FACIAL FEMINIZATION SURGERY OCCURS FROM THE NECK UP, where strangers most often look for clues to a person’s gender. Subtle changes there—removing an Adam’s apple, lowering a hairline, excising tissue from around the eyelids—can profoundly alter how a transgender woman is perceived. Mae, pictured here, had her surgeries three days before this shot was taken. Photographer Elle Pérez documents the intimate lives of those in the LGBTQ community, and this image was shown as part of the 2019 Whitney Biennial in New York City.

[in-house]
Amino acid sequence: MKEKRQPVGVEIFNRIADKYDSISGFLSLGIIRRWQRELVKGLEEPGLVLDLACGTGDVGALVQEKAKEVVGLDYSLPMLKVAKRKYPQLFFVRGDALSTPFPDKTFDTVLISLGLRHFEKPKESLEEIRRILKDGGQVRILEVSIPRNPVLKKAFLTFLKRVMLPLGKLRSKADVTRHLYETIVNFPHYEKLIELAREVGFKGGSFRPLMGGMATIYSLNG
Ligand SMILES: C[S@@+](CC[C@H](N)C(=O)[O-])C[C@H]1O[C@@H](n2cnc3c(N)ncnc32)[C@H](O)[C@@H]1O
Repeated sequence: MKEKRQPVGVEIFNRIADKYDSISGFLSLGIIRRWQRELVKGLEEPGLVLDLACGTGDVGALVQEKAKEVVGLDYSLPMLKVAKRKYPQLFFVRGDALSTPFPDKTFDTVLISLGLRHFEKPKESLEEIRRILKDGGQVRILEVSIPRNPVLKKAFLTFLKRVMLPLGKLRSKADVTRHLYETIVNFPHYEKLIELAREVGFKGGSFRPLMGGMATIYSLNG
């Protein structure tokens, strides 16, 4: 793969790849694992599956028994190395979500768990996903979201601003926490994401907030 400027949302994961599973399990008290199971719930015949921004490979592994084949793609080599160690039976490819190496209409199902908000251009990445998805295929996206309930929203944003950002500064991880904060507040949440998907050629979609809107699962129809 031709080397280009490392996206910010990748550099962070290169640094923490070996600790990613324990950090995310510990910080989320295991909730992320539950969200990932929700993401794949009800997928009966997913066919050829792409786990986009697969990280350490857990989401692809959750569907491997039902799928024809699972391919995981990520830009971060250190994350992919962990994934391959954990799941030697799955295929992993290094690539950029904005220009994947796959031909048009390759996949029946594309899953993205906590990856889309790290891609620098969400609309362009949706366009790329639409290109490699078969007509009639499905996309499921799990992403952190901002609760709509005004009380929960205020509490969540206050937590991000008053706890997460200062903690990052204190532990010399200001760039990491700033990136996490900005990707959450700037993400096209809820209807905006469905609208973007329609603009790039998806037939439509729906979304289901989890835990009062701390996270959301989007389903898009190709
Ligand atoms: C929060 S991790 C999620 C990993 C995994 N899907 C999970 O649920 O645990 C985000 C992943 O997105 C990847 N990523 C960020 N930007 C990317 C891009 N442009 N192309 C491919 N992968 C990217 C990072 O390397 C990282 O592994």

While many insurers now cover the costs of some gender confirmation surgery, facial feminization is widely regarded as unnecessary for the treatment of gender dysphoria. Paying for the procedures out of pocket can cost as much as $50,000, and access can be difficult, as nearly half of the states have no physicians specializing in the procedures. Some are advocating—and litigating—for the facial surgeries to become the standard of care, pointing to recent studies that show better mental health outcomes for those who undergo facial feminization.